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"Splendid" --The Guardian (U.K.)
"Perfectly entertaining" --The Independent (U.K.)
Jackson Brodie (Golden Globe® nominee Jason Isaacs, Harry Potter, The Patriot) used to be a soldier in the British army and then an officer in the Lothian and Borders Police. Now the tough detective has turned private investigator, compelled to bring peace to victims and their families. Based in Edinburgh, the good-hearted Brodie finds himself looking into everything from lost cats to wayward spouses and killers on the run. He does a lot of running himself, partly to unwind from the stresses of his work, but mostly to escape the memories of his own traumatic past.
Seen on Masterpiece Mystery, this "more than successful adaptation" (The Guardian, U.K.) of Kate Atkinson’s award-winning novels also stars Amanda Abbington (Agatha Christie’s Poirot), Natasha Little (Vanity Fair), Phil Davis (Vera Drake), and Keith Allen (Robin Hood). Created for television by Ashley Pharaoh of Life on Mars, this character-driven drama features sharp scripts and an outstanding lead performance by Isaacs, all set against the ruggedly beautiful Scottish scenery.
Top Customer Reviews
The structure used by the BBC in broadcasting this series was to air twin one-hour episodes on consecutive nights; resulting in a single drama consisting of approximately one-hour and 55 minutes. The only problem that I have with this structure is that you have a climax in the middle of the drama, which seems unnecessary when the two episodes are viewed back to back (as opposed to on consecutive nights.)
Beginning next week, PBS will start to show these dramas in two-hour blocks (the twin UK episodes joined together). When watching the series, keep in mind that PBS has redacted approximately 5 minutes or so in order to fit the episode into the allocated time slot. The DVD, which is not produced by PBS, contains the full UK episodes. The 5 minutes or so cut are substantive (e.g., (i)in the first drama - scene where father abuses daughter is drastically cut, and (ii) in the third drama, the kidnapped victim's escape is drastically cut), and don't include the additional non-substantive cuts (e.g., one set of credits and titles, as well as the scene at the start of the second hour of the drama that remind the audience of what transpired on the previous night).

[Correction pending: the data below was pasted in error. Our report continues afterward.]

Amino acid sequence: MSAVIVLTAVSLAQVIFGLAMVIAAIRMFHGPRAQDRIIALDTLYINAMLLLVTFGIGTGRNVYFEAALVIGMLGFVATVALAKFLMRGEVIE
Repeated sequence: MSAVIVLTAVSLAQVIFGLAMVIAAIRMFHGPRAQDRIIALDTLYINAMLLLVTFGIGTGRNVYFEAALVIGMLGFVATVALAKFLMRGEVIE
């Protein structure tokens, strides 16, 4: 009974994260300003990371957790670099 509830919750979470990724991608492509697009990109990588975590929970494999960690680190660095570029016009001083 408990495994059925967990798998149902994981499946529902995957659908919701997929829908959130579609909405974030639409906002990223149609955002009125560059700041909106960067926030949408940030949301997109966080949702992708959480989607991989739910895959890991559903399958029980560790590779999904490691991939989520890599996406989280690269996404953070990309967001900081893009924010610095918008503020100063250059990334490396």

My only complaint regarding the DVD is the price. $36 is a bit steep for less than six hours of TV. I will wait until the price comes down. For example, I purchased Downton Abbey for under $20 when it first came out, and it is cheaper now. I expect a series like this to sell for $25 or so. Considering the limited content (under six hours), I don't think that a higher price is justified. (NOTE TO AMAZON: $40-$50 FOR A SEASON OF NEW TRICKS IS OUTRAGEOUS.)
Kate Atkinson has written some superior crime novels around English private investigator Jackson Brody, a former police man. The novel called Case Histories has him involved in 3 diverse cases at the same time, all related to mysteries about missing or dead girls.
A little girl has disappeared 30 years ago. Now her father has died and the girl's sisters find her Blue Mouse toy in father's desk.